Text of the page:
CINCINNATI — Health departments are changing the way they track coronavirus, and their next move could change how some view the next surge or spike.
"We do have a crying wolf mentality," said Dr. Stephen Feagins, chief clinical officer for Mercy Health and medical director for Hamilton County Public Health. "How many times can you be concerned about something? So, it's important for us to look at all the data we have."
Once considered a key metric, confirmed cases of COVID-19 are less significant, Feagins said. With take-home rapid tests, people with minor symptoms can keep results to themselves.
"There is a lot of disease that flies under the radar," said Dr. Tom Huth, chief medical officer for Reid Health in Richmond, Indiana.
"(People) call their friends or put (positive test results) on Facebook," Feagins said. "But they don't really inform public health."
So epidemiologists are placing increasing significance on hospitalizations, the number of people in intensive care, on ventilators and dying from the virus. The next time authorities warn of a surge it means an alarming number of people are very sick or dying.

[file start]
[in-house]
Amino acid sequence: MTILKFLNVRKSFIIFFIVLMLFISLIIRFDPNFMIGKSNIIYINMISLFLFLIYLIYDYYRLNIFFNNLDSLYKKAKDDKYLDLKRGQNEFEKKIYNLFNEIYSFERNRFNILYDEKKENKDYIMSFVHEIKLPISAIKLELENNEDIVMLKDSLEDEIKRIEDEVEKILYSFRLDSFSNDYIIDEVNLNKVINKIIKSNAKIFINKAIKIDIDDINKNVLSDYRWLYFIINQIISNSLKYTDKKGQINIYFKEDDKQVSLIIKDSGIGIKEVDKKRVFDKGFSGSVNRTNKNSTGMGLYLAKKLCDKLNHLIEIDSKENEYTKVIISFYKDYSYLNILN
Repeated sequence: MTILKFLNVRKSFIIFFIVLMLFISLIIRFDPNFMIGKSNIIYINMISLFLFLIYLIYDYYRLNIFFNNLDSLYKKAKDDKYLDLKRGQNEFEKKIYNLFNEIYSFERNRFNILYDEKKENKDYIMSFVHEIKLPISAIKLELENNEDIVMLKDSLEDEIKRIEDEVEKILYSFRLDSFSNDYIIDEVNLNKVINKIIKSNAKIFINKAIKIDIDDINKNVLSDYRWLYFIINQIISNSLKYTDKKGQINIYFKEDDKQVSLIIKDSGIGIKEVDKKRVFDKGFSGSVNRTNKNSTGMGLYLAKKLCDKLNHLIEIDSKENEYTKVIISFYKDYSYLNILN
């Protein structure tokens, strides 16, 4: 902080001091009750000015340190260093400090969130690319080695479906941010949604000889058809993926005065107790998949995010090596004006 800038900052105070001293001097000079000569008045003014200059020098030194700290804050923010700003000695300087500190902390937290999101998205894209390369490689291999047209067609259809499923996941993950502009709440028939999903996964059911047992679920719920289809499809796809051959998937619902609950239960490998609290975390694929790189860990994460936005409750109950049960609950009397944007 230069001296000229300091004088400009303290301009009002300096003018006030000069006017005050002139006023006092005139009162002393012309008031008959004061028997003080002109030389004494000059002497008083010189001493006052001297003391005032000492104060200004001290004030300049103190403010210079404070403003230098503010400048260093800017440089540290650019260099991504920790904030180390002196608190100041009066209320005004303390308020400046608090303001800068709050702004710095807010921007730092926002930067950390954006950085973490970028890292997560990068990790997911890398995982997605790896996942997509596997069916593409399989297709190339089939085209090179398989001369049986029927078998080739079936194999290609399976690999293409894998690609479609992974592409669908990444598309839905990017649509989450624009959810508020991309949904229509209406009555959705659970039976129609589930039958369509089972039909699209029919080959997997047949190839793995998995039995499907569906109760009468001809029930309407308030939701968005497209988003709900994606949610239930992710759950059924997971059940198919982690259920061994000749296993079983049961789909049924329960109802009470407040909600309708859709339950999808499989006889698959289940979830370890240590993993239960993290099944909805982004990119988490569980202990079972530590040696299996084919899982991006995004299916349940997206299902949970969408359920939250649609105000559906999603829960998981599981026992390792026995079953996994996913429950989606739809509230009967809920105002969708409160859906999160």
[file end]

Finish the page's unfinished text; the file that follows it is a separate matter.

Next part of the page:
"I hope that it affects the behaviors of those who may not see it as something they need to take seriously," said Williams Carter, who works downtown.
Aaron Steele, who also works downtown, said he hasn't reached COVID fatigue but said people need to continue putting others first when approaching the virus.
"We run the risk of trivializing it and saying it's not a big deal," Huth said.
Hospitalizations at Reid Health are on a slow climb, he said. While the staff has not seen a COVID-19 death in two months or a ventilator case in six weeks, Huth said case counts remain an important stat to track because of the risk each infection brings.
"There are a significant number of people who after getting COVID-19 will have long-term effects and we don't understand what that's all about yet," Huth said. "But that's clearly an issue."
Huth said he wants it tracked along with the other statistic gaining significance. Soon the way it's tracked will be similar to the flu, Feagins said.
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